Perhaps the most exciting thing about The Living Years, other than the kickass cover, is the subtitle: “the first Genesis memoir,” which hopefully is more than an advertising ploy, but a foreshadowing of future biographies to come. The book is only 250 odd pages long, which is kind of an ideal length for a music biography, as Rutherford doesn’t spend too long waffling on about old stories that just loose the reader.
The Living Years is a biography of the founding member and eventual lead guitarist of Genesis, Mike Rutherford, but it is also his introspection into his father’s life and career, which he didn’t really know about until his father passed away. Hence, the title – if you know the Mike + the Mechanics song – is perfectly fitting.
Rutherford begins with his birth and upbringing and then his meeting friendships with some teen musicians at Charterhouse. He then takes the reader in a complete overview career of Genesis, touching on each album, and paying attention to each band member leaving and what effect it had on both the band and himself. Throughout the book he includes short paragraphs from his father’s journal looking at where Rutherford’s and his father’s life and career crossed over in a way.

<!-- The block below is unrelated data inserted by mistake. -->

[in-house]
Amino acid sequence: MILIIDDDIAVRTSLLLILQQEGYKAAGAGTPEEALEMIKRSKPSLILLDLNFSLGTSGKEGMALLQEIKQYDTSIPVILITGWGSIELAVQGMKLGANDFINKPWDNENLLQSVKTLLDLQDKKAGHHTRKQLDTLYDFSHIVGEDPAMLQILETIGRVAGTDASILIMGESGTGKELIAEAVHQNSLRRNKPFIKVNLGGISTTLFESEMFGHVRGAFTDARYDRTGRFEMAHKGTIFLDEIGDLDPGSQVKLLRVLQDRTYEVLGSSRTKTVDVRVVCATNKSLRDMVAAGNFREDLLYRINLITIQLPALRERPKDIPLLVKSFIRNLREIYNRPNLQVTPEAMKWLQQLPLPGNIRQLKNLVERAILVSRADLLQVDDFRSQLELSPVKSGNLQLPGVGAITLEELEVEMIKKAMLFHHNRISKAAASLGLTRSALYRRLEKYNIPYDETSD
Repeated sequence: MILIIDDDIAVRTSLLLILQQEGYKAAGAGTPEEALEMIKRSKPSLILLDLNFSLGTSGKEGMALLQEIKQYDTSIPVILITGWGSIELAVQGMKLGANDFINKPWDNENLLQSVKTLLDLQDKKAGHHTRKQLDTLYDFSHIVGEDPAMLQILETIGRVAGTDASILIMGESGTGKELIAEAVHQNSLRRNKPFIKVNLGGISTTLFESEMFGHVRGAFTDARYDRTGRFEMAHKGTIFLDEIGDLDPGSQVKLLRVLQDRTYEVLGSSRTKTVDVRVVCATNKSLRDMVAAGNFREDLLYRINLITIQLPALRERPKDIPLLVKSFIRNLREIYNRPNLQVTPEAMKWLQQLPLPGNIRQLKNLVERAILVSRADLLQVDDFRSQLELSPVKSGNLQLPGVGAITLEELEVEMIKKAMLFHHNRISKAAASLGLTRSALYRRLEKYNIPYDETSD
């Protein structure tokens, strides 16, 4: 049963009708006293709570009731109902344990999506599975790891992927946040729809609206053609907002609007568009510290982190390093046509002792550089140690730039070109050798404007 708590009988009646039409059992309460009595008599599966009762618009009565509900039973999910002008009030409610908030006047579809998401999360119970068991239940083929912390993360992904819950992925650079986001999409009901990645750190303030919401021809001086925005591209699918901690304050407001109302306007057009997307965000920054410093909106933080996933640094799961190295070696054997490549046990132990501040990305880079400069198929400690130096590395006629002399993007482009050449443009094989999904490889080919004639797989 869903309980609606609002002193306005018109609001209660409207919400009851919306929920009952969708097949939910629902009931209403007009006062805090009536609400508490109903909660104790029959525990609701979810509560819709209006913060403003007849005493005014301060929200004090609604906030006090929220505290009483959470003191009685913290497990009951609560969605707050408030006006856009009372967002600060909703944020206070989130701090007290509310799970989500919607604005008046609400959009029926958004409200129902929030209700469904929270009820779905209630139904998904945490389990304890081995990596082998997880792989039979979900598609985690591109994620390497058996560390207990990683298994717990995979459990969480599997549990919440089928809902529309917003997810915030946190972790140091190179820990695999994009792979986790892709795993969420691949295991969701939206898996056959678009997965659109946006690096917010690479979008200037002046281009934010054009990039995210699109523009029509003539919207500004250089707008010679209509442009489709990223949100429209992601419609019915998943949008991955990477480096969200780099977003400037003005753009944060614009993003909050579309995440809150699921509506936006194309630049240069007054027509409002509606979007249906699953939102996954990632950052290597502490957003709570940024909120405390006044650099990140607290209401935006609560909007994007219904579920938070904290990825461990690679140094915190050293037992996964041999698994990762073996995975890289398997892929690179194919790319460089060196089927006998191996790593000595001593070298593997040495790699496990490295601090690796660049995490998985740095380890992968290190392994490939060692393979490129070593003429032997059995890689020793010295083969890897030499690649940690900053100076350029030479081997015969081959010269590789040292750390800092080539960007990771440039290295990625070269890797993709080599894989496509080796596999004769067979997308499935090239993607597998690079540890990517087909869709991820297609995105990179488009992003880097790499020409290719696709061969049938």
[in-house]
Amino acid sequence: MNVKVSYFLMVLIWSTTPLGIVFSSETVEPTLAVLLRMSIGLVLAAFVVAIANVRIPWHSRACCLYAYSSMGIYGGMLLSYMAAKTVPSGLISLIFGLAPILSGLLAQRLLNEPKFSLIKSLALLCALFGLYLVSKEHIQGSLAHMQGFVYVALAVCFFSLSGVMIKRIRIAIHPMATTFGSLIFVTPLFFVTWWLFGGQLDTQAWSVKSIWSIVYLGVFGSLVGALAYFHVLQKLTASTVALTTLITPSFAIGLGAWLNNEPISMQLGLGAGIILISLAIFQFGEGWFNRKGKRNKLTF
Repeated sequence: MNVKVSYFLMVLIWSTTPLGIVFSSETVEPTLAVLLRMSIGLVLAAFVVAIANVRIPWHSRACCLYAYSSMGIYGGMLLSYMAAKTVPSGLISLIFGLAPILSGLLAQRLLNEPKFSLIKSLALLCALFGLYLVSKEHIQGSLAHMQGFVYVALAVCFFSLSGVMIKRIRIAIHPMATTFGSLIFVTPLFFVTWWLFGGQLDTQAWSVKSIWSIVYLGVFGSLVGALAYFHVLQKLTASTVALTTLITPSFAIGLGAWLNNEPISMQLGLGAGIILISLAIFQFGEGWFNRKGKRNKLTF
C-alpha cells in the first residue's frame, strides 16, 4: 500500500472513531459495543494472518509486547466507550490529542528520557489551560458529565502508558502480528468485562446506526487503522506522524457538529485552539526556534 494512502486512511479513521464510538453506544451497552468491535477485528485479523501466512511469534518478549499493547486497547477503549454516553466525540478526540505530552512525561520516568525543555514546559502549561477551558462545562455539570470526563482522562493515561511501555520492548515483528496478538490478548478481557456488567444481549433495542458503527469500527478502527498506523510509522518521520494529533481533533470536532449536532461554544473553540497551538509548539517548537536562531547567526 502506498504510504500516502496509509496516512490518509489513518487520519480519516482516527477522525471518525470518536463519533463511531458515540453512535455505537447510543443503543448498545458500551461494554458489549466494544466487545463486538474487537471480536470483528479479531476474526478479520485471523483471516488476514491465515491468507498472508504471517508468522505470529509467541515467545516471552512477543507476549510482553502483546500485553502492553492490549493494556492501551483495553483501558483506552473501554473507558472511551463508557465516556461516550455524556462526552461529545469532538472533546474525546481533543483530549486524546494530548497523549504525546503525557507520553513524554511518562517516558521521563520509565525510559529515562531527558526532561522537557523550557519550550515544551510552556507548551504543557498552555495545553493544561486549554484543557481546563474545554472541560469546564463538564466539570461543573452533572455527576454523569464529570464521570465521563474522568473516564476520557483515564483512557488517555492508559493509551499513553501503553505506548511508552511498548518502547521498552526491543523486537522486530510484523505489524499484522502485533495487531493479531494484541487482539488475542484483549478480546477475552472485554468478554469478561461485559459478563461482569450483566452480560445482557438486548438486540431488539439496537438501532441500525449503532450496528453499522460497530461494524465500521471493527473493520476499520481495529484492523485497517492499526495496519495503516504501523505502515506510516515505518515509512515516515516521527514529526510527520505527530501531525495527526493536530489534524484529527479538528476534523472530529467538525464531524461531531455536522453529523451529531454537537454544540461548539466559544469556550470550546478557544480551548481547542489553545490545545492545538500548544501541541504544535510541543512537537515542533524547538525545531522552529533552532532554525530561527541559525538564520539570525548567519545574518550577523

The Living Years is a great read. Rutherford has an enjoyable easy-going voice that immediately engrosses you. The chapters are nice and short and the story moves along at a good clip, not giving the reader a chance to get bored. But Mike also has plenty of stories and anecdotes to tell and doesn’t hold back when it comes to commentary on “drugs and rock’n’roll.” Rutherford has no reservations, telling it as it is, in this fascinating look at one of the biggest rock acts in the history of music.
Originally written on March 23, 2015 ©Alex C. Telander.
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